Carolinas Chess Festival

The Carolinas Chess Festival kicks off in less than a month. The US Masters will begin August 29, with the North Carolina Open starting a day later in Greensboro, NC. For details go to the website of the North Carolina Chess Association:
The driving forces behind the Festival are former President of the NCCA, Gary Newsom, and Walter High. They have provided a list of titled players who will be playing in the US Masters, including a page of pictures of each player, which is a particularly nice touch. It can be found here:

Name This Opening

In NiC Yearbook #100 there is an article by IM Jeroen Bosch, “A Special Way to Combat the Caro-Kann.” The move order is 1 e4 c6 2 Nc3 d5 3 Qe2!? After replaying the match between Chigorin and Tarrasch contested in St. Petersburg in 1893, in which Chigorin played 2 Qe2 versus the French ten times, with five wins, three losses and two draws, I began to play 2 Qe2. It is only natural I would be attracted to an early move of the Queen on move three against the Caro-Kann. IM Jereon Bosch authored an article on 3 Qe2 vs the CK in NiC Yearbook #100. He has recently written an excellent article expounding on the Queen move on the website:—secrets-of-opening-surprises—july-2013
IM Bosch wrote in the NiC Yearbook article, “The first strong player to adopt 3 Qe2 was Semen Dvoiris towards the end of last century.” Research led me to this game:
Van Geet, Dirk Daniel – Ludden, Gert Jan ½-½

B11 Corus Reserve Group 2000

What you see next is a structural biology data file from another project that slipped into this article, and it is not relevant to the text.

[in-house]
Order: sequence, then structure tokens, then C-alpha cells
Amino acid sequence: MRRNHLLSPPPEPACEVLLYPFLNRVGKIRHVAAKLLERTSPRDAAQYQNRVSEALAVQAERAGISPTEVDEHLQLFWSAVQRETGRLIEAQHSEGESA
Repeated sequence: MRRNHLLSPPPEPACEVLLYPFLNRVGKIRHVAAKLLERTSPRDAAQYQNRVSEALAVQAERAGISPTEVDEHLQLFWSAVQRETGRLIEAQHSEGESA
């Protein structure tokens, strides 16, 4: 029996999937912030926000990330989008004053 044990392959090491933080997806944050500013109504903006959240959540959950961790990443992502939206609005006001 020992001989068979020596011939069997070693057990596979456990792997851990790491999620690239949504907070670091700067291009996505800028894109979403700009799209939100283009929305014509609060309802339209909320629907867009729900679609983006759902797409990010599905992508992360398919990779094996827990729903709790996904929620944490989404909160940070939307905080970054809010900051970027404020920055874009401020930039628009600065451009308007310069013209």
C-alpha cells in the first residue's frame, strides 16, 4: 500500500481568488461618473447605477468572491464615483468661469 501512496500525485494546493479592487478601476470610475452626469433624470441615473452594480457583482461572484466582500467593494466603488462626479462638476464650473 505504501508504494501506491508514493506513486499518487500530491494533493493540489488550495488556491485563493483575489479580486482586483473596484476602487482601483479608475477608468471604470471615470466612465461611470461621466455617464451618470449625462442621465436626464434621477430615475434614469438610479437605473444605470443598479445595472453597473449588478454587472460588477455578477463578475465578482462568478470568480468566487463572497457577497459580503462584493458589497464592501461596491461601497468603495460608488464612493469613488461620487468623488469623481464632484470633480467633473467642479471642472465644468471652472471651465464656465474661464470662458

1.Nc3 d5 2. e4 c6 3. Qe2 d4 4. Nd1 e5 5. g3 c5 6. d3 Nc6 7. f4 Bd6 8. Nf2 h5 9. Bh3 Nf6 10. Bxc8 Qxc8 11. Nf3 Qc7 12. f5 O-O-O 13. Bg5 Be7 14. Bxf6 Bxf6 15. O-O g5 16. h3 Be7 17. g4 f6 18. gxh5 Rdg8 19. Nh2 Bf8 20. Nh1 g4 21. Nxg4 Rxh5 22. Kh2 Qh7 23. Nhf2 Bh6 24. Nxh6 Qxh6 25. Qf3 Qe3 26. Nd1 Qh6 27. Nf2 Qe3 28. Nd1 Qg5 29. Nf2 Qe3 1/2-1/2

Years later, a few years older, and a little wiser, Van Geet played the opening in the usual manner:
Van Geet, Dirk Daniel – Moeckel, Edgar ½-½

B11 Bad Bertrich Seniors op
1. e4 c6 2. Nc3 d5 3. Qe2 d4 4. Nd1 e5 5. g3 Nf6 6. f4 Bg4 7. Nf3 Nbd7 8. Nf2 Bxf3 9. Qxf3 Bd6 10. Bc4 Qe7 11. O-O b5 12. Bb3 Nc5 13. d3 a5 14. c3 Nxb3 15. axb3 c5 16. Bd2 b4 17. Ra4 O-O 18. Rfa1 Qb7 19. cxd4 cxd4 20. fxe5 Bxe5 21. Rxa5 Rxa5 22. Rxa5 Nd7 23. Ng4 f6 24. Qf5 Re8 25. Rd5 Re7 26. Qf1 h5 27. Nxe5 Nxe5 28. Qf5 Re8 29. Qxh5 Rc8 30. Qf5 Nxd3 31. Rd7 Rc7 32. Rd8+ Kf7 33. Qh5+ Ke6 34. Qe8+ Re7 35. Qg8+ Ke5 36. Qc4 Qxe4 37. Bf4+ Nxf4 38. gxf4+ Kf5 39. Rd5+ Kg6 40. f5+ Kh7 41. Rxd4 Qe1+ 42. Qf1 Qe3+ 43. Qf2 Qc1+ 44. Kg2 Qg5+ 45. Kf1 Qc1+ 46. Kg2 Qg5+ 1/2-1/2

This is the earliest example I have found. Does anyone know of an earlier example?
Frick,Christoph (2280) – Ellers,Holger (2310) [B11]
Bundesliga 9596 Germany, 1996
1.Nc3 d5 2.e4 c6 3.Qe2 dxe4 4.Nxe4 Nf6 5.d3 Nxe4 6.dxe4 g6 7.Qd2 Qxd2+ 8.Bxd2 Bg7 9.0–0–0 Be6 10.Kb1 Nd7 11.Nf3 h6 12.Be3 Nb6 13.b3 0–0 14.Be2 Rfd8 15.Nd4 Bd7 16.Rd2 c5 17.Nf3 Rdc8 18.Rhd1 Be6 19.c4 g5 20.Ne1 Bc3 21.Rd3 Be5 22.Nf3 Bg7 23.Ne1 f5 24.f3 Kf7 25.R3d2 f4 26.Bf2 Bc3 27.Rd3 Be5 28.R3d2 Bd6 29.Nd3 Nd7 30.Nb2 b6 31.Na4 Ne5 32.Nc3 Nc6 33.Nd5 Be5 34.Kc2 Bd4 35.Bxd4 Nxd4+ 36.Kb2 Bxd5 37.exd5 e6 38.dxe6+ Kxe6 39.Bd3 Kf6 40.Be4 Rab8 41.Kc3 Rd8 42.a3 Rd6 43.b4 Rbd8 44.Kb2 Nf5 45.Rxd6+ Rxd6 46.Rxd6+ Nxd6 47.bxc5 bxc5 48.Bd5 Nf5 49.Kb3 Ne3 50.g4 fxg3 51.hxg3 h5 52.Bb7 Ke5 53.Bc8 Nf1 54.f4+ gxf4 55.gxf4+ Kxf4 56.Ka4 Ke5 57.Kb5 Kd6 58.Ka6 Ne3 59.Kxa7 Nxc4 60.a4 Kc7 61.Be6 Na3 62.Ka6 c4 63.Ka7 c3 0–1

The Scholastic Chess Divide

When the new website of the GCA came online one of the headers was “Non Scholastic.” It was obvious chess in my home state had been divided into Scholastic chess and anything other than Scholastic chess. I sent an email to the lady in charge, Katie Hartley, questioning the division. The website was soon changed with the “Non” eliminated.